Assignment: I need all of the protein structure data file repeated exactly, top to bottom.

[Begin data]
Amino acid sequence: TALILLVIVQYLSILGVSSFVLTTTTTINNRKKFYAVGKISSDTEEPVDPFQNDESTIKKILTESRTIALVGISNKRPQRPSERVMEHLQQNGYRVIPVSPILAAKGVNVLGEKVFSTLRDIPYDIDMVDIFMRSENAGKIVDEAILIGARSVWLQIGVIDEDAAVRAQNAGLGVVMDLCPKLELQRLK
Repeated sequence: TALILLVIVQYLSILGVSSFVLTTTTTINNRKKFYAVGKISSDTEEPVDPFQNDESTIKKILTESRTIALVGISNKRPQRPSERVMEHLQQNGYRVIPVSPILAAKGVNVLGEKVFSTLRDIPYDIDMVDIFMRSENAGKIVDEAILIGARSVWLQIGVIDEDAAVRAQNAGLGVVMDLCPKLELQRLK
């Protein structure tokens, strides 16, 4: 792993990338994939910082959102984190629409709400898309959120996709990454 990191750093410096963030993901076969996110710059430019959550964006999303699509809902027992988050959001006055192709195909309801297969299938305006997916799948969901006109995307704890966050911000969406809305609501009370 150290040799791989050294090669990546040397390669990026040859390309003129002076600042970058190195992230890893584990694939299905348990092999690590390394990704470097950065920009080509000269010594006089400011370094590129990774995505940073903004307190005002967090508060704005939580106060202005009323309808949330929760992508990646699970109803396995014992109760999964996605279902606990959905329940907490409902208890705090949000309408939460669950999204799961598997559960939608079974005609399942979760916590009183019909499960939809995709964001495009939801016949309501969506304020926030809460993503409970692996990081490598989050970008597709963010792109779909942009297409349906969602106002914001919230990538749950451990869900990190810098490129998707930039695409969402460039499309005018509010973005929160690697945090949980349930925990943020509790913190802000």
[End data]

Amino acid sequence: TALILLVIVQYLSILGVSSFVLTTTTTINNRKKFYAVGKISSDTEEPVDPFQNDESTIKKILTESRTIALVGISNKRPQRPSERVMEHLQQNGYRVIPVSPILAAKGVNVLGEKVFSTLRDIPYDIDMVDIFMRSENAGKIVDEAILIGARSVWLQIGVIDEDAAVRAQNAGLGVVMDLCPKLELQRLK
Repeated sequence: TALILLVIVQYLSILGVSSFVLTTTTTINNRKKFYAVGKISSDTEEPVDPFQNDESTIKKILTESRTIALVGISNKRPQRPSERVMEHLQQNGYRVIPVSPILAAKGVNVLGEKVFSTLRDIPYDIDMVDIFMRSENAGKIVDEAILIGARSVWLQIGVIDEDAAVRAQNAGLGVVMDLCPKLELQRLK
């Protein structure tokens, strides 16, 4: 792993990338994939910082959102984190629409709400898309959120996709990454 990191750093410096963030993901076969996110710059430019959550964006999303699509809902027992988050959001006055192709195909309801297969299938305006997916799948969901006109995307704890966050911000969406809305609501009370 150290040799791989050294090669990546040397390669990026040859390309003129002076600042970058190195992230890893584990694939299905348990092999690590390394990704470097950065920009080509000269010594006089400011370094590129990774995505940073903004307190005002967090508060704005939580106060202005009323309808949330929760992508990646699970109803396995014992109760999964996605279902606990959905329940907490409902208890705090949000309408939460669950999204799961598997559960939608079974005609399942979760916590009183019909499960939809995709964001495009939801016949309501969506304020926030809460993503409970692996990081490598989050970008597709963010792109779909942009297409349906969602106002914001919230990538749950451990869900990190810098490129998707930039695409969402460039499309005018509010973005929160690697945090949980349930925990943020509790913190802000």